Zack Wheeler grew up in Smyrna, Ga., less than 10 miles from Atlanta’s Truist Park. He thought the Braves would draft him in the first round in 2009 until the San Francisco Giants swooped in one pick earlier. His first major-league start came in Atlanta, and he has faced the Braves more than any team except the Washington Nationals.
It’s fitting, then, that he returns to his hometown for the biggest start of his career.
“Now that I look back, I’m kind of glad the Braves didn’t choose me,” Wheeler told me earlier this season. “I would’ve had to deal with all that [pressure] at a young age. It was nice to kind of get away and sort of do my thing and develop and all that.”
Wheeler has developed into an elite pitcher in the last two seasons with the Phillies. This year, he’s a Cy Young Award contender. There isn’t anyone the Phillies would rather have on the mound tonight for the opener of their biggest series in 10 years.
The Phillies are 2½ games behind the Braves with six games left. They need to win at least two of three games — and they probably need a sweep — to have a real shot at the NL East title.
In 20 career starts against the Braves, Wheeler is 8-6 with a 3.27 ERA, including 3-5 with a 4.21 ERA in Atlanta. But he has mostly dominated them in the last two seasons, going 2-1 with a 1.60 ERA, 45 strikeouts, and seven walks in 39⅓ innings over six starts.
“It’s another start for me,” Wheeler said last week. “Can’t get too worked up about it. I know it’s important. I know it’s a big series for us. But at the same time, you’ve just got to relax and go out there and just pitch. It doesn’t matter that it’s in Atlanta where I live. I’ve just got to go out there and pitch my game.”
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Will the Braves pitch to Bryce Harper? Can the Phillies get out Freddie Freeman? Matt Breen has everything you need to know to get ready for the big series.
Do the Phillies really need to sweep the Braves? Matt and I break it down in our latest roundtable.
In case you missed it last week, Mike Schmidt thinks Harper should be the NL MVP, as he wrote in a column for the Associated Press.
Tonight: Wheeler vs. righty Charlie Morton in Atlanta, 7:20 p.m.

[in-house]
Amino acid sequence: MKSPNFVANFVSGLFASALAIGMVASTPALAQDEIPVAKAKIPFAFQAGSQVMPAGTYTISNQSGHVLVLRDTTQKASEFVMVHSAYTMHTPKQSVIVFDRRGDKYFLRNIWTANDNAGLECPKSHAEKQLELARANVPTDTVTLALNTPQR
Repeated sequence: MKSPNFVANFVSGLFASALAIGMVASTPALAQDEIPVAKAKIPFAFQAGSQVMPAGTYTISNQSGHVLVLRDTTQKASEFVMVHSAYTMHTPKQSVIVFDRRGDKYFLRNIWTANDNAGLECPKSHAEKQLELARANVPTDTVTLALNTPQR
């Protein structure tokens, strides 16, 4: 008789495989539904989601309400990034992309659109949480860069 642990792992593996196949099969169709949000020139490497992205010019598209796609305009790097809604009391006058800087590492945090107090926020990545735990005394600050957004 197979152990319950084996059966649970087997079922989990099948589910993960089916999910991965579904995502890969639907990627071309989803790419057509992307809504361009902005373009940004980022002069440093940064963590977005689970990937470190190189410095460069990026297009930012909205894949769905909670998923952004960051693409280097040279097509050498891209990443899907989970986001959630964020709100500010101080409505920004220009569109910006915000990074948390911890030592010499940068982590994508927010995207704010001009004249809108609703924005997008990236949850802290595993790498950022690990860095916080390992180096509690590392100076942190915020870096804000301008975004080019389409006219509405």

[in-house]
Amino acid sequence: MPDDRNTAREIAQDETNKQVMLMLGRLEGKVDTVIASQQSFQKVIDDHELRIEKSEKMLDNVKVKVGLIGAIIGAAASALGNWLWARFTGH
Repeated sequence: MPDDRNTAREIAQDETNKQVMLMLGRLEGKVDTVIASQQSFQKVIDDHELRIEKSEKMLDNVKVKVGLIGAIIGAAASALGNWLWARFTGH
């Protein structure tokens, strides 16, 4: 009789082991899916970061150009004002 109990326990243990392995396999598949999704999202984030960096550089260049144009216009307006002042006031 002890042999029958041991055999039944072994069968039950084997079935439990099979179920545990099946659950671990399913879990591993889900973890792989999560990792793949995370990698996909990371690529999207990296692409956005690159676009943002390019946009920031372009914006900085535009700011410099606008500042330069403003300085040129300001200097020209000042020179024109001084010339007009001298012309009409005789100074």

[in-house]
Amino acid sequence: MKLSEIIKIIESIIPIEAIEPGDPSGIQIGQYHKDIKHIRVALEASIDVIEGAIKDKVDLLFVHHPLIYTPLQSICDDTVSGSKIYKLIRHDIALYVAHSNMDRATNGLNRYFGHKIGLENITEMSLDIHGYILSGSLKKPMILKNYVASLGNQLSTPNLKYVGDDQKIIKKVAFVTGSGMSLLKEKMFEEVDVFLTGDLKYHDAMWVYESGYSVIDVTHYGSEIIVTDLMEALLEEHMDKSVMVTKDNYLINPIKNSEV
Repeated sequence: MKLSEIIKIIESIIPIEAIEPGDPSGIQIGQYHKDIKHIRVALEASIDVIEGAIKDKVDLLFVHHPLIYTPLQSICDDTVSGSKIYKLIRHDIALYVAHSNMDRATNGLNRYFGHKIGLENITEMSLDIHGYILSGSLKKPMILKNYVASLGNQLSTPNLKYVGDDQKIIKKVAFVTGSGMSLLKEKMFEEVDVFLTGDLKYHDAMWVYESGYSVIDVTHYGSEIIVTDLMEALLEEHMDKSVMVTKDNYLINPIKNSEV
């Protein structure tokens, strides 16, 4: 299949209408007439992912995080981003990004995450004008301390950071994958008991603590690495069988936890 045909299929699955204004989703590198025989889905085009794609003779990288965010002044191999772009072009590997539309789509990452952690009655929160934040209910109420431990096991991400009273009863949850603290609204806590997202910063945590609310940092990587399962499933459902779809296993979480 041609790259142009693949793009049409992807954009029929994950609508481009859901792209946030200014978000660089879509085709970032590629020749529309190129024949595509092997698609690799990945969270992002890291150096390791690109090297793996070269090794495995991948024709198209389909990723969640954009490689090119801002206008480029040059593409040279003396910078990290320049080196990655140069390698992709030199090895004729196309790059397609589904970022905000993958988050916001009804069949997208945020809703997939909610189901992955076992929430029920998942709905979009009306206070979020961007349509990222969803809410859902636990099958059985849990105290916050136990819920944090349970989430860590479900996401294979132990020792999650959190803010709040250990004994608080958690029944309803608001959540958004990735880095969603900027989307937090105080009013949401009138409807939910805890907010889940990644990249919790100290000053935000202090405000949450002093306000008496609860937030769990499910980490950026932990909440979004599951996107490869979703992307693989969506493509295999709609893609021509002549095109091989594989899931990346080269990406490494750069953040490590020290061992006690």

Tomorrow: Aaron Nola vs. Braves ace lefty Max Fried, 7:20 p.m.
Thursday: Kyle Gibson faces Atlanta righty Ian Anderson, 7:20 p.m.
Friday: Ranger Suárez starts series opener in Miami, 7:10 p.m.
Stat of the day
How’s this for a scheduling quirk: Nine of the Phillies’ first 35 games — and 12 of the first 61 — were against the Braves, but the division rivals haven’t squared off since July 25.
A lot has changed since then.
Of the 47 players who appeared in the teams’ four-game series July 22-25 at Citizens Bank Park, 15 are either inactive this week or no longer in the Phillies’ or Braves’ organizations. The Braves hadn’t acquired outfielders Jorge Soler, Adam Duvall, and Eddie Rosario, or reliever Richard Rodríguez; the Phillies hadn’t traded for Gibson, Ian Kennedy, or Freddy Galvis. Rhys Hoskins was still in the Phillies’ lineup; Travis d’Arnaud was still out of the Braves’.
From the mailbag
Send questions by email or on Twitter @ScottLauber.
Question: Should the Phils make the playoffs, will Nola be in the rotation? My vote is no. Probably moot, I guess. I’m 72 and a lifelong Philly guy, so I am always prepared for disappointment. — Marc W., via email
Answer: Thanks, Marc. The Phillies may break your heart, but at least they keep it interesting. They could be playing out the string this week, like so many other teams. It could be worse.
To your question, yes, Nola would be in the playoff rotation. He’s had a disappointing season, to be sure, but he’s easily the Phillies’ second-best starter. Now, if you want to claim that Nola should start Game 3 at home, where his ERA is 3.86 compared to 5.32 on the road, well, you’ll get no argument here.